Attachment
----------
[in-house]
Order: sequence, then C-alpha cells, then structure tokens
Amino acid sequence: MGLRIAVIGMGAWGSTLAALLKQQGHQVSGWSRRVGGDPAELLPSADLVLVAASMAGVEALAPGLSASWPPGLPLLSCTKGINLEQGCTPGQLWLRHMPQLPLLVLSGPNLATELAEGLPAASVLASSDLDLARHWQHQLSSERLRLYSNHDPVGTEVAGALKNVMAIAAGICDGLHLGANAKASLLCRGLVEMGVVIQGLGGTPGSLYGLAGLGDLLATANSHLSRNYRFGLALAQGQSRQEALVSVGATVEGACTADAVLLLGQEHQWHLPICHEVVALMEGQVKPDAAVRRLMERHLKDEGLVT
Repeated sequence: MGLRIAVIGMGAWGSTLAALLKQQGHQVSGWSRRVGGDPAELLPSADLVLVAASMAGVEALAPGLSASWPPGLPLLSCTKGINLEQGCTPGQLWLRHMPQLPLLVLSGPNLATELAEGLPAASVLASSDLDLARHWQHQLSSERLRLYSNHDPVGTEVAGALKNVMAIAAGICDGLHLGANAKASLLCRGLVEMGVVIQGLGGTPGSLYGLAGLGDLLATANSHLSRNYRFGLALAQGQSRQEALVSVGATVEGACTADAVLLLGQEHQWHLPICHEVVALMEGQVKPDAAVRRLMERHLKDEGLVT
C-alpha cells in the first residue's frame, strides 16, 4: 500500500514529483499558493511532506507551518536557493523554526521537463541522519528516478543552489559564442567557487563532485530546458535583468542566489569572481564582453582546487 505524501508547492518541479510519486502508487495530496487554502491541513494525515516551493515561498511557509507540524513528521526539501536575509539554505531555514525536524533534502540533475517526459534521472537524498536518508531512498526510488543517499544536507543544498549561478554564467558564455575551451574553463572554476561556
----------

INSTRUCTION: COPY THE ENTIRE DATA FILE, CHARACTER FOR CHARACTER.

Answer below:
[in-house]
Order: sequence, then C-alpha cells, then structure tokens
Amino acid sequence: MGLRIAVIGMGAWGSTLAALLKQQGHQVSGWSRRVGGDPAELLPSADLVLVAASMAGVEALAPGLSASWPPGLPLLSCTKGINLEQGCTPGQLWLRHMPQLPLLVLSGPNLATELAEGLPAASVLASSDLDLARHWQHQLSSERLRLYSNHDPVGTEVAGALKNVMAIAAGICDGLHLGANAKASLLCRGLVEMGVVIQGLGGTPGSLYGLAGLGDLLATANSHLSRNYRFGLALAQGQSRQEALVSVGATVEGACTADAVLLLGQEHQWHLPICHEVVALMEGQVKPDAAVRRLMERHLKDEGLVT
Repeated sequence: MGLRIAVIGMGAWGSTLAALLKQQGHQVSGWSRRVGGDPAELLPSADLVLVAASMAGVEALAPGLSASWPPGLPLLSCTKGINLEQGCTPGQLWLRHMPQLPLLVLSGPNLATELAEGLPAASVLASSDLDLARHWQHQLSSERLRLYSNHDPVGTEVAGALKNVMAIAAGICDGLHLGANAKASLLCRGLVEMGVVIQGLGGTPGSLYGLAGLGDLLATANSHLSRNYRFGLALAQGQSRQEALVSVGATVEGACTADAVLLLGQEHQWHLPICHEVVALMEGQVKPDAAVRRLMERHLKDEGLVT
C-alpha cells in the first residue's frame, strides 16, 4: 500500500514529483499558493511532506507551518536557493523554526521537463541522519528516478543552489559564442567557487563532485530546458535583468542566489569572481564582453582546487 505524501508547492518541479510519486502508487495530496487554502491541513494525515516551493515561498511557509507540524513528521526539501536575509539554505531555514525536524533534502540533475517526459534521472537524498536518508531512498526510488543517499544536507543544498549561478554564467558564455575551451574553463572554476561556